“Change” is nothing short of genius musically. Compositionally functioning in a space between jazz, singer-songwriter, and folk-rock, the rhythmic force of Rainy’s guitar work juxtaposed against bass and percussion launches itself into one of my favorite tracks of the year. Lush, intricate truths feel prophetic. Wow! Following with “Slow Down” and its funky groove, Ben Harper’s blues groove finds its home. Production values define this record, and the artist’s experience as an engineer shines here in each gritty gang vocal. Providing a rest, the title track’s syncopated rhythms sweetly sprinkled with mandolin breathes with life. “Fell for the World” defines Rainy the man and the artist’s vision, one instrument at a time.
Despite our digitized world, an album is still an art form, like a collection of poems or short stories. “Still Here” shines as a simple song of defiance, reminiscent in spirit to George Harrison’s “Here Comes the Sun” with its hope of a new day. In contrast, “Freedom Bound” feels like a percussive anthem, carrying us all into this weird future in which we coexist. Okay–a really bizarre, socially distant moment we share, despite where in the world we are. Prophetic genius rises from songwriters who can create poetry from the melody. Landscapes vibrant with life dance under the stars, each note painting the possibility of who we are together. Now, it’s just remembering we can be more than what we fear.
Gritty emotions bleed through “Not Lead to the Light” in each rhythmic vibe. Lush vocals blend with eastern instrumentation to create a hypnotic mix. It’s stark, elemental, foreboding brilliance reminiscent of Ben Harper and the Innocent Criminals’ finest work. Stories need some sort of resolution, and the calypso feel of “Get Your Fire” is a celebration pointing toward conclusion. Compositionally, each note and space between creates a dream state where an ocean rocks the soul. The guitar work shines, a place where intricate hand drums, bongo, and percussion can weave freely like waves of sound. Remember this is a journey, and “Home” is that resting place. Soulful truth, layered vocals with acoustic guitar and banjo reinforce the fact that beyond all else, great songwriters are poets wrapping their sonnets in notes.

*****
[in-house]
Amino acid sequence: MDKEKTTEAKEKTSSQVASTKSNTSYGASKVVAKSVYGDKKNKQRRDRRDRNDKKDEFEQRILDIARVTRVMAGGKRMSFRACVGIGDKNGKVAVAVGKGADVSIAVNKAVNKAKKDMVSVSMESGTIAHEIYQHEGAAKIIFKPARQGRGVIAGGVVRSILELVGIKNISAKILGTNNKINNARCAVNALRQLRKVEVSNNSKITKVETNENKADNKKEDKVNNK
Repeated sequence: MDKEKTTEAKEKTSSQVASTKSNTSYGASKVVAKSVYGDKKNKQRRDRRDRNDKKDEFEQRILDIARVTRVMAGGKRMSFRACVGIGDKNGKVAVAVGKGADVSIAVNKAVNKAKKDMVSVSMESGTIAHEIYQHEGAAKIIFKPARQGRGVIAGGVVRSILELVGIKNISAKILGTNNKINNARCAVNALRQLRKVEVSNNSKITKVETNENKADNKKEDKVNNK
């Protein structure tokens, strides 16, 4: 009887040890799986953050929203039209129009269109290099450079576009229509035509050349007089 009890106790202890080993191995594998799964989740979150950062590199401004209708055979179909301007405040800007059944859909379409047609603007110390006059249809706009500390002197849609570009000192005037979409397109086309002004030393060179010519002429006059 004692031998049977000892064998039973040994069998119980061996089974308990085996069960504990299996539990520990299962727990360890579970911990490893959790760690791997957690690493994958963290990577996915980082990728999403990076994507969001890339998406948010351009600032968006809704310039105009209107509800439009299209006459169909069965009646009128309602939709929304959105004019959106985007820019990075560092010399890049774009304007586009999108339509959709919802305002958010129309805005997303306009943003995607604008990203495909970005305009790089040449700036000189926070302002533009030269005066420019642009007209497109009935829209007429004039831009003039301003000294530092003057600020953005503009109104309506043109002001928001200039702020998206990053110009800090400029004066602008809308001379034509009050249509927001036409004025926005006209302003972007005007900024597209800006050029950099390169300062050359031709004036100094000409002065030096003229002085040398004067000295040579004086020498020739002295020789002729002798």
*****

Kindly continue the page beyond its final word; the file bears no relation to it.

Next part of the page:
Heading out of an album like this,“Riverway” brings us all back to the artist’s purpose with this album through a reflection on its original purpose. All proceeds from this record are earmarked for The Ocean CleanUp, who is also addressing pollution in global waterways. Sure, we are all just focusing on this minute, but what better time to reflect on how we can be a positive impact on our world’s waterways than through this banjo-driven folk tune? Closing out the album is the elegantly simple “Wishing Well,” whose acoustic guitar and violin bring to mind HBO’s Westworld.
None of us know what will happen tomorrow. Lightning may strike us all, and hopefully, the sunlight will warm us all. Rainy’s soothing vocal tones shower down with the sound of a thunderstorm, hand drums, and guitar to share music’s light with us all. In these uncertain times, let’s find shelter here with Rainy’s Fell For the World. —Lisa Whealy
JuffBass‘s Hiraethis a chill, calm album that consists entirely of intertwining melodic bass lines and accompanying drums. The drums are recorded as spaciously as possible; they almost feel like they’re sitting far off the mic, with the basses right up in the mic. This gives the bass work obvious front and center, and the plan pays off: tunes like openers “Maybe Tomorrow” and “Daydreaming” are beautiful, chill-on-chill-on-chill pieces that make the most of what they’re working with. Shoutouts to “Tiniest Cactus I’ve Ever Seen” and “Planes” for being notably relaxing.
No matter whether the pieces are fast or slow, JuffBass has the chops to make the pieces warm my soul. In a world struggling with so much right now, it’s a comfort to have calm music. Hiraeth does admirably on that front. I’ve been spinning this one a lot. (It helps that I’m a bassist, too–built-in affinity.) If you like the Album Leaf, you’ll find some resonances here.